Its organizers said the display opening Wednesday is designed to be an ``emotional‘’ experience that takes visitors to Palmyra and other endangered world heritage sites in the Middle East. It‘s also meant to show how much of the Syrian site’s heritage so far has been spared.
The exhibit at the Grand Palais plunges visitors into a 3-D, 360-degree projection using never-before-seen images of Palmyra. They were taken by a drone in April days after the city was liberated from Islamic State group fighters.
But just as the exhibit opens, the threat to the city it honors is ratcheting up.
|A visitor looks at the Palmyra Exhibit, a 3-D projection featuring never-before-seen images of Palmyra taken by a drone in April after the city was liberated from IS fighters, at Grand Palais in Paris, Tuesday. (AP - Yonhap)|
Islamic State group militants on Sunday re-occupied the site, from which they had been expelled earlier this year, in a surprise attack that took advantage of the Russian and Syrian governments’ preoccupation with the front in Aleppo.
French President Francois Hollande, who inaugurated the exhibit alongside UNESCO chief Irina Bokova, spoke about the ``terrible, tragic coincidence’‘ of the exhibit’s timing.
``At the time we inaugurate this exhibition, there are bombings over Aleppo. ... Civil populations are being held hostages and martyrized,‘’ Hollande said. ``And there is the return of (IS) in Palmyra.‘’
Last year, the militants destroyed the Temple of Bel, which dated back to the year 32, and the Temple of Baalshamin, a stone block structure fronted by six towering columns -- viewing them as monuments to idolatry. They also blew up a nonreligious ancient monument, the Arch of Triumph.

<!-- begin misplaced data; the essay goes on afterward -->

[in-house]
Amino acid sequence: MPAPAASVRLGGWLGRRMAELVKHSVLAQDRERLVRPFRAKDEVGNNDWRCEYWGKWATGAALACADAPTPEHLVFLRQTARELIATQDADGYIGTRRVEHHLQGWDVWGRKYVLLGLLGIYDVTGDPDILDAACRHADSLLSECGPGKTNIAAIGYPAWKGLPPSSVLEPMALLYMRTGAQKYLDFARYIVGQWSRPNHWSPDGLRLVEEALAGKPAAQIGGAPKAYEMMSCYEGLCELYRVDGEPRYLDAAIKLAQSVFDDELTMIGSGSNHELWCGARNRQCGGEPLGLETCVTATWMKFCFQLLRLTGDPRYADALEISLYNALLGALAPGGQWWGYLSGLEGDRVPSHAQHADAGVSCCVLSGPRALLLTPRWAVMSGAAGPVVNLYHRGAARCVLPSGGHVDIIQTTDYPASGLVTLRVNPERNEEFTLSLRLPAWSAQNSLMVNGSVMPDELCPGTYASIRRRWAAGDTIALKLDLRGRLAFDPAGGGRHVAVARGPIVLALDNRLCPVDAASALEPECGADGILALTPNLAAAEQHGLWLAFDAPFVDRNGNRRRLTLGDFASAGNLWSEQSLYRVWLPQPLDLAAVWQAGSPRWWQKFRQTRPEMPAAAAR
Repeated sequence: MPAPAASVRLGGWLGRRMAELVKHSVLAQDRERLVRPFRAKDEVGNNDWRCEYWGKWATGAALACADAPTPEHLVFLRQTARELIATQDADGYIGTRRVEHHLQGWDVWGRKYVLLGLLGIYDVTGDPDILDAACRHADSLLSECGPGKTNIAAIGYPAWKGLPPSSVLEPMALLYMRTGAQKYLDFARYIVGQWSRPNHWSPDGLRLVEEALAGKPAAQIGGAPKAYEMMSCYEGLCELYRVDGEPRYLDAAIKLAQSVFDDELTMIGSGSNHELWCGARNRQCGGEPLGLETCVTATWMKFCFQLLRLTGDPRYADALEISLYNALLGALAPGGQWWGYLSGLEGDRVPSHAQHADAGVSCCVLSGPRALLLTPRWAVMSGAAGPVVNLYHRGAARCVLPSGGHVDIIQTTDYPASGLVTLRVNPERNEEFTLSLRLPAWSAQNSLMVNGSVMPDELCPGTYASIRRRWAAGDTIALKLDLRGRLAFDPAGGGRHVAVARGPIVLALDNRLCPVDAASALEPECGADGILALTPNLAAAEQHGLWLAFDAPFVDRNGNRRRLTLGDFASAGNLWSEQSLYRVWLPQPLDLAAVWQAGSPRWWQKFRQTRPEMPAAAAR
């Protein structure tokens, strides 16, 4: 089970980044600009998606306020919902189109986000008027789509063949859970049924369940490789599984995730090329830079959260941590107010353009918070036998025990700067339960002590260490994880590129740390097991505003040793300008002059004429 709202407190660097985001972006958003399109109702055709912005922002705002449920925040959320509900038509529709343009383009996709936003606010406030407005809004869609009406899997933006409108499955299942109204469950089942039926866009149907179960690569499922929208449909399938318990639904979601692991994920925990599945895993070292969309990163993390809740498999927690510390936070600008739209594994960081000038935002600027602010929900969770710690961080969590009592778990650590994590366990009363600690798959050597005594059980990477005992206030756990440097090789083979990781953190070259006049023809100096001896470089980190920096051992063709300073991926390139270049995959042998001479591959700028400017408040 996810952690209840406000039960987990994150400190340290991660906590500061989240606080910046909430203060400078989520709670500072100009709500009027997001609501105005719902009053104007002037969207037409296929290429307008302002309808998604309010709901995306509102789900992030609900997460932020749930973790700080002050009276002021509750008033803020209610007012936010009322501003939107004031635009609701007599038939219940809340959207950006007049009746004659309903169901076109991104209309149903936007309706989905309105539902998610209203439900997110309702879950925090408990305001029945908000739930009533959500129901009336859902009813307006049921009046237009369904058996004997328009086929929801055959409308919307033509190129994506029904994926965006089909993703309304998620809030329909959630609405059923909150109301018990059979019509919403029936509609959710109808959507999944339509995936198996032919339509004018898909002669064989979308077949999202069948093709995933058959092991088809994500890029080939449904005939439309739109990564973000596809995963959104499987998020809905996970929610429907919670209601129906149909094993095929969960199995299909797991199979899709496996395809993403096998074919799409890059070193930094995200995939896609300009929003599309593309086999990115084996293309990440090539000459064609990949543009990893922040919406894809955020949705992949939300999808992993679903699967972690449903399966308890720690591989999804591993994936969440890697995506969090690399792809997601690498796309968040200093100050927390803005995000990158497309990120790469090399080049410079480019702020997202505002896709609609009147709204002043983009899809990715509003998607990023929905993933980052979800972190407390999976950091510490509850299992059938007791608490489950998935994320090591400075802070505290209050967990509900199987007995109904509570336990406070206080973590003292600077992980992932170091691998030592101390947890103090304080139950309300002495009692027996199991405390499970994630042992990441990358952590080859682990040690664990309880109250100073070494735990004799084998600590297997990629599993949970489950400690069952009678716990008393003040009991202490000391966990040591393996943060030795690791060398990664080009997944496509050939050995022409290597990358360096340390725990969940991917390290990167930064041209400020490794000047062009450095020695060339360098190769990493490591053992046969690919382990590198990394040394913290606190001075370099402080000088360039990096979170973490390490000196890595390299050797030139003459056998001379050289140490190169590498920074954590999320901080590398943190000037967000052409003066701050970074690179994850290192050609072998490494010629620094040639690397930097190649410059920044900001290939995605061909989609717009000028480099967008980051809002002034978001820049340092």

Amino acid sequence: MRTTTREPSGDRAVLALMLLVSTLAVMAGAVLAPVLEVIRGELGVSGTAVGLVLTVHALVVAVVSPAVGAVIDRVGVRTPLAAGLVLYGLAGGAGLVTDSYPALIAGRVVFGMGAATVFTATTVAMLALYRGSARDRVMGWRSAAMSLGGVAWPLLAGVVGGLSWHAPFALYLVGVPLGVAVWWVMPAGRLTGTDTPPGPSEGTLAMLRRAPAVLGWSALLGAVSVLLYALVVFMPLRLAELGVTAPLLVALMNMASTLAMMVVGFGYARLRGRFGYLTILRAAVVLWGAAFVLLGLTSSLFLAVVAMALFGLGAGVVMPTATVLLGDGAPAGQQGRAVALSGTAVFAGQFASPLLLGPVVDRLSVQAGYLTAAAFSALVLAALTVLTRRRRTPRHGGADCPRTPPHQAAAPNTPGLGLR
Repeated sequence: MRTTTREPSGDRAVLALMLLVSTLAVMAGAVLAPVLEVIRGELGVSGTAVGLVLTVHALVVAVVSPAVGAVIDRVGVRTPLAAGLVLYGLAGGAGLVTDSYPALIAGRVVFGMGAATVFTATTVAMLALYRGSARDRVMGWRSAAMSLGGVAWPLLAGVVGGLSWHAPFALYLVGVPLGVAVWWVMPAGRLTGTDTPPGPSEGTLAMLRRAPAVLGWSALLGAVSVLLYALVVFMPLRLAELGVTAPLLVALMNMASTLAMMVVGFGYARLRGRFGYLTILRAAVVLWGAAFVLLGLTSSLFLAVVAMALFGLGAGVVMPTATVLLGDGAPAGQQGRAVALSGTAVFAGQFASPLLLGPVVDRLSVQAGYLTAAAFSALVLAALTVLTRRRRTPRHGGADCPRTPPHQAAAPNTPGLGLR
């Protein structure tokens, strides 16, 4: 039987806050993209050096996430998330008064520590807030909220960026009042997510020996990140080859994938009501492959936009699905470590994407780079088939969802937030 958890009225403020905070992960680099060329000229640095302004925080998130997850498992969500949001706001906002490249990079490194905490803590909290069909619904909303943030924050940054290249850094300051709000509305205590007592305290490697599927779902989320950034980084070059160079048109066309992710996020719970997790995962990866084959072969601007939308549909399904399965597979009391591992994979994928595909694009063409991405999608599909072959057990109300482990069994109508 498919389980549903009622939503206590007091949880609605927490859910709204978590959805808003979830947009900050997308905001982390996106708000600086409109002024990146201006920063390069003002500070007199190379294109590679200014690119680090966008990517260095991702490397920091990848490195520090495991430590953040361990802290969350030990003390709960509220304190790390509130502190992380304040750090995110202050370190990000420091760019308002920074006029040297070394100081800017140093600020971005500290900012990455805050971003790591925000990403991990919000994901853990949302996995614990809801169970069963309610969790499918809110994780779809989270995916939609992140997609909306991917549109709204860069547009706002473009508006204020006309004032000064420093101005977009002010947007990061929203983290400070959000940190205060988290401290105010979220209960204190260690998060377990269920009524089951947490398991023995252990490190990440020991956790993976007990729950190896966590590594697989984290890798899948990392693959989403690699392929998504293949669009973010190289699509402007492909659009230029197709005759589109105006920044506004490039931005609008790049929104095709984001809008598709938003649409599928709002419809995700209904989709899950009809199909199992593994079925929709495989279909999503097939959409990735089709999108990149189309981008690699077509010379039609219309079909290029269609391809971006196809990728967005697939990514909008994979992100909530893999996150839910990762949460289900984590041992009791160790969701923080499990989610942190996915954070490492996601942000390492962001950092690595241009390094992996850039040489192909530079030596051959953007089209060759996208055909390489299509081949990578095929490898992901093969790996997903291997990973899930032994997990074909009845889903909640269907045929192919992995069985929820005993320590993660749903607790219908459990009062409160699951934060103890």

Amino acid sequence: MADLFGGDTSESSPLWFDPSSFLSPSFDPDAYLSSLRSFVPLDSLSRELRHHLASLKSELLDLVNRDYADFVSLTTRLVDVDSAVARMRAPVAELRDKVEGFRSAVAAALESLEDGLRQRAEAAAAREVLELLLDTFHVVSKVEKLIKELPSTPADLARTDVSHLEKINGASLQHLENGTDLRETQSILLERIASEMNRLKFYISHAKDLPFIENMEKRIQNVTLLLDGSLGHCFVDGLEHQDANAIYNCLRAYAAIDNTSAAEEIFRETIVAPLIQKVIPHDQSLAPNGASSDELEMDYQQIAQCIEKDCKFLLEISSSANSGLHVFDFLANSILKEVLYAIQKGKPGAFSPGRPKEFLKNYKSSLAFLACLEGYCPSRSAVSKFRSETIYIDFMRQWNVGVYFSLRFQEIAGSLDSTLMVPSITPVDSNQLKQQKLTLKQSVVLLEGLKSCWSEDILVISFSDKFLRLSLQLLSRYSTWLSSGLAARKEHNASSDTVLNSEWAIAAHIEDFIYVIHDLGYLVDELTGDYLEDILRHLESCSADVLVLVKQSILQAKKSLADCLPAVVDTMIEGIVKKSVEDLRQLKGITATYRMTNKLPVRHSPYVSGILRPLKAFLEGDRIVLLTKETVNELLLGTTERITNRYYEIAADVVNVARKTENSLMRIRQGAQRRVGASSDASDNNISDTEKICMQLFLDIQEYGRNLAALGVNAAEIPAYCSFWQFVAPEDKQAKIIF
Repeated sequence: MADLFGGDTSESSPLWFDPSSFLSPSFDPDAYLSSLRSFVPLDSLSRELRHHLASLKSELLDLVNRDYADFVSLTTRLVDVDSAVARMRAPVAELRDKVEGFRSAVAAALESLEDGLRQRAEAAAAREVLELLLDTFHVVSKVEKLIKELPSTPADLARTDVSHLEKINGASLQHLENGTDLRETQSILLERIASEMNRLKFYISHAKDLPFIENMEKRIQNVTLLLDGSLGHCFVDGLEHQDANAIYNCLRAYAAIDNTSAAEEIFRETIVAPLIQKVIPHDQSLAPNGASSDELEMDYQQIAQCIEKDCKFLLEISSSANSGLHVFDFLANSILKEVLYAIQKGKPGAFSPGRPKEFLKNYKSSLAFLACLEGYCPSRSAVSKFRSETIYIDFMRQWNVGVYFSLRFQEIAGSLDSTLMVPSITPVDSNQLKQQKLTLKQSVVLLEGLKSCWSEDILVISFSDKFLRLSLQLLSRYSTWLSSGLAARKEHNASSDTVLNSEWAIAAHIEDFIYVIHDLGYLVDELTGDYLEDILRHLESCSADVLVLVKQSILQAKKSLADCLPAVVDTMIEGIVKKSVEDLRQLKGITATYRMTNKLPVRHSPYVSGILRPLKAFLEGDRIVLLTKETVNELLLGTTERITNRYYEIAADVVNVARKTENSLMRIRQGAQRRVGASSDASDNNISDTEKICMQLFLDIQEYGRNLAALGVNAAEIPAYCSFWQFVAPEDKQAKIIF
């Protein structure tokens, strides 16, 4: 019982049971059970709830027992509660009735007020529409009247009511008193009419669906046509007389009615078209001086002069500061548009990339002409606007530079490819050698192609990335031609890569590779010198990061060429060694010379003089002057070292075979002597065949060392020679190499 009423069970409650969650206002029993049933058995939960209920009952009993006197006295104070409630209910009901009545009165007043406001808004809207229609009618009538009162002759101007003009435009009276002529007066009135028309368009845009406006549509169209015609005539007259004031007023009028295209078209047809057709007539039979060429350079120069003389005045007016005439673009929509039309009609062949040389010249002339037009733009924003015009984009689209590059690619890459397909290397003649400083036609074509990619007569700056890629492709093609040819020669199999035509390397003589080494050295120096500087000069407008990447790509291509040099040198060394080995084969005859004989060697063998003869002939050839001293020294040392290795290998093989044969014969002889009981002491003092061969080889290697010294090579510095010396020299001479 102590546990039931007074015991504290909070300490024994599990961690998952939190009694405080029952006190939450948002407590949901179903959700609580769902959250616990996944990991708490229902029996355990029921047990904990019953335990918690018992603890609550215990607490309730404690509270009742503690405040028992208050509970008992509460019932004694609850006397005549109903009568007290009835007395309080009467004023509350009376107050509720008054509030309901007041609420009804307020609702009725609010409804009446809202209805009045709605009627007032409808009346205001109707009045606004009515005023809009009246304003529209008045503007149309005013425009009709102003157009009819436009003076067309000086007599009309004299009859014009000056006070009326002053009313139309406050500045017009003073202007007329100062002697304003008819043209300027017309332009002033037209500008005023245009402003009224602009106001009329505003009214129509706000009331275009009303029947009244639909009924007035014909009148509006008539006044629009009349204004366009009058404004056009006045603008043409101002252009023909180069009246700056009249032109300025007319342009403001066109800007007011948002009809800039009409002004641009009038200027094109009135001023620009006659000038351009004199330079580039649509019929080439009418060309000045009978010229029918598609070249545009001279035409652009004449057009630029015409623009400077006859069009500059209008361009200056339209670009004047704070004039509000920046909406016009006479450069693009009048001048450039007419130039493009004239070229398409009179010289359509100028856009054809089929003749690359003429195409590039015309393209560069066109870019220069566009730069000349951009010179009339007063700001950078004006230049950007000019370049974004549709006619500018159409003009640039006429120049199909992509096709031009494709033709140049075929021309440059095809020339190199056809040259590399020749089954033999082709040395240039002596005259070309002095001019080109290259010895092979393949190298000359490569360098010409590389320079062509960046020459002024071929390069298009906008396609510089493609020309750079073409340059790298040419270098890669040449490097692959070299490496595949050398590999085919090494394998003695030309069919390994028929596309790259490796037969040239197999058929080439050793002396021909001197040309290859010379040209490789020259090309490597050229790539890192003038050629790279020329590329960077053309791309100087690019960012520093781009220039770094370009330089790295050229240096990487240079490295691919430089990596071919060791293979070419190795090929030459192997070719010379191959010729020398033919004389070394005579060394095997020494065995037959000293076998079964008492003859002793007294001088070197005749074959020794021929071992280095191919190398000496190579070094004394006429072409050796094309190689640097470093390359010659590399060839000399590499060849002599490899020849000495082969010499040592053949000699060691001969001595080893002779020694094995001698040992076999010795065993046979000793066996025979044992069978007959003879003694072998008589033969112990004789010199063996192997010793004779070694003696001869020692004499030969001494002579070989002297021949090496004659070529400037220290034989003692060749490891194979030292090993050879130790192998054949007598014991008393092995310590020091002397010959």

Despite the loss of such archaeological treasures, the researcher behind the 3-D imagery, Yves Ubelmann, called the previously unseen photos he collated ``positive‘’ because they illustrate how much of Palmyra remains intact. Experts estimate that some 80 percent of the city‘s ancient ruins are still unharmed, for now.
A UNESCO world heritage site, Palmyra boasts 2,000-year-old Roman-era colonnades and priceless artifacts. Before the war, it was Syria’s top tourist attraction, drawing tens of thousands of visitors each year.
``Instead of responding to extremists with guns, we‘re fighting to show that heritage and culture matter,’‘ Bokova said. ``They want to destroy our very understanding of humanity, and this shared understanding is the very spirit of this exhibit.’‘
Ubelmann founded the France-based organization Iconem whose state-of-the art technology is showcased in the exhibit and maps out with arresting realism every nook and cranny of the sites that are found among the Middle East’s most hostile places.
As well as Palmyra, they include Bamiyan in Afghanistan, Khorsabad in Iraq, the Umayyad Mosque in Syria and Kerak Castle in Jordan.
Ubelmann was the first person Syria‘s heritage authority sent to Palmyra following its liberation from militants in March because of his expertise and familiarity with the site.
It’s unclear whether President Bashar Assad will prioritize retaking the old city and what‘s left of its archaeological treasure.
``At least we have these photos in April that can be an archive for the memory of humanity,’‘ Ubelmann said.
Marielle Pic, the curator of the exhibit and director of the Oriental Antiquities Department in the Louvre Museum, expressed remarkable sangfroid at the prospect of Palmyra’s further destruction at the hands of militants.
Archaeologists, she said, must simply ``accept it.‘’
“We know that each era can be a new chapter for a site. Now, Palmyra has entered a dark period,‘’ Pic said. ``But for us the destruction is part of the story of an archaeological site. We need to accept it.‘’
The exhibition, ``Eternal Sites, From Bamiyan to Palmyra,‘’ runs until Jan. 9.